“Rob, I’m taking Benjamin to hockey at 11:30 then picking up Charlotte at lacrosse at 1:30, so would you please drop-off Robert at baseball in Wayland at 12, pickup Katherine and Elizabeth at dance in Newton at 12:30, then bring Elizabeth to an audition in Sherborn at 1:00?”
I was just following transportation instructions from my wife, Meg, when I arrived at the church in Sherborn where auditions were being held for Woodland Theatre Company’s production of The Sound of Music. And while filling out the audition form for my daughter, Elizabeth (8 years old, and the third of five children in our family), a little voice in my head said, “Hey, Rob, why don’t you audition? You love singing and acting, you love this musical, if Elizabeth gets a role then you’re going to be making the daily drive to Medfield anyway …. what do you have to lose?” So I listened to that little voice, and right after Elizabeth auditioned, it was my turn.
And that’s how it worked out that Elizabeth and I became a daughter-father duo in the cast of The Sound of Music this spring. And while I know it’s a cliché, it’s certainly accurate to call the last two months a “once in a lifetime experience” for me.
Elizabeth got a lead role. She plays Gretl, the youngest member of the Von Trapp family. And me? I play the role of Franz, the butler. Think about how cool that is: we both auditioned for a musical, we both got roles, and it’s the EIGHT YEAR- OLD who got a lead role and the MUSICALLY EXPERIENCED DAD who got a small, supporting role.
Sometimes I wonder, what did Elizabeth learn from this remarkable audition outcome? Here are my guesses: 1) It’s OK to take risks, to be spontaneous, and to “go for it.” 2) I always thought my dad was so talented, and maybe I’m even more talented than he is! 3) My dad must really love me a lot since he was willing to audition for a musical just to create a way to spend more time with me! And 4) Since my dad was so excited about being offered a small role in the show, perhaps it’s not the size of the role that’s most important, it’s the idea that any role gives you an opportunity to be a member of the cast and to be part of something magical.
I know Elizabeth has loved being part of this production. All seven of the actors and actresses who play the Von Trapp children have bonded just like real brothers and sisters. I guess this shouldn’t come as a surprise to me, since they spend so much time together, have similar interests and abilities, make similar personal sacrifices to be part of this hard-working cast, and are close to the same age. They joke around off-stage, laugh constantly, hug and high-five each other, and are always happy to be reunited with one another at the start of another long rehearsal. They were meant to be together!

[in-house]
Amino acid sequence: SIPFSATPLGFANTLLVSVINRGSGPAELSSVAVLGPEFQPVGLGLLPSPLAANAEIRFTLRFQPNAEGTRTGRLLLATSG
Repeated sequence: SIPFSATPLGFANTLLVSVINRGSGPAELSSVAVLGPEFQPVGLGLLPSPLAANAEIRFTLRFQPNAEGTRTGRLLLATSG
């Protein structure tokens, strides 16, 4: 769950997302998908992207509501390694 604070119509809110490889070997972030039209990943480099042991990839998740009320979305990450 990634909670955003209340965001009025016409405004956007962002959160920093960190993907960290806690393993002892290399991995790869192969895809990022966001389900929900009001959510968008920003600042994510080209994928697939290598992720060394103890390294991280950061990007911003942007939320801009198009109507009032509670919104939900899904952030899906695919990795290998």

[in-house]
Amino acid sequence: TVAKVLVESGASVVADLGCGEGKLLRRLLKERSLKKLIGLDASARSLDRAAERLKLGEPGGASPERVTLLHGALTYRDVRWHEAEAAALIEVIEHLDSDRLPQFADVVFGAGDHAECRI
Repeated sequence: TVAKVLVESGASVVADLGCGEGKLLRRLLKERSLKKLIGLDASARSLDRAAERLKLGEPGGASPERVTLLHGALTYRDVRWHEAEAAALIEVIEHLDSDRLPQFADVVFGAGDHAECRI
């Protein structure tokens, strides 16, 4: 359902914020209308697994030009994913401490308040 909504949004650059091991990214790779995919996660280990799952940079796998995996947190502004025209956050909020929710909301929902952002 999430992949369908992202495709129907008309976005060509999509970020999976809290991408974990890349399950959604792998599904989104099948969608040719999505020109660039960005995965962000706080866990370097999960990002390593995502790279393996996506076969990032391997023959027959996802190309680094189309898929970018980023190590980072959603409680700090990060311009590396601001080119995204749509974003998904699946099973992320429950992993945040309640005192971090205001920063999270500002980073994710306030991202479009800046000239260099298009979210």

Likewise, the adult actors and backstage crew are like aunts and uncles to Elizabeth and the other kids in the cast. They’re always complimenting the young actors and actresses on their acting, singing, and hard work; they help them with their costume changes, and they laugh together whenever they’re not practicing a scene. It’s been wonderful to watch Elizabeth (and all of the other child actors) become part of an authentic “second family” at Woodland Theatre Company — and for me, it’s a been a pleasure to participate fully in this family, as well.
First and foremost, my parental joy as a cast member has come from just spending large blocks of time with Elizabeth, both at the rehearsals and on the long car rides there and back. But beyond that, I have been privileged to watch Elizabeth grow as a little professional in the theater biz under the expert tutelage of artistic director Doug Hodge and musical director Chris Holownia.
No, she doesn’t get paid for her acting, but everything about Elizabeth’s approach to the show has been 100% professional: The way she took personal responsibility to memorize all of her songs and lines early on; her enthusiasm for going to every rehearsal, even when she was exhausted and the rehearsals were scheduled to go well beyond her bedtime; her high energy level during long rehearsals that required several consecutive hours of high intensity dancing, acting, focusing, and listening; her appreciation for and collaboration with her acting peers in the show; her willingness to receive feedback about how to improve her performance; and the list goes on and on.
It’s important to say this: everything I wrote in the above paragraph about my daughter, Elizabeth, is also true about all of the Von Trapp Family children. Julesy (Liesl), Brooks (Friedrich), Chloe (Louisa), Tyler (Kurt), Anika (Brigitta), and Katherine (Marta) all approached their roles as true professionals and, as a result, were accorded the same respect as the adult actors in the play. Frankly, I think all of the adults in the show, to some degree, stopped seeing these talented, hardworking children as children and started to see them simply as thespian peers. But they are children (all ages 8 to 14), which makes their accomplishments in this production all the more amazing.
I tell Elizabeth at least once a day, “I’ll always remember this, my girl! I’ll always remember the happy times we shared as fellow cast members in the greatest family musical of all time.”
Something tells me she will, too.
– Rob Crawford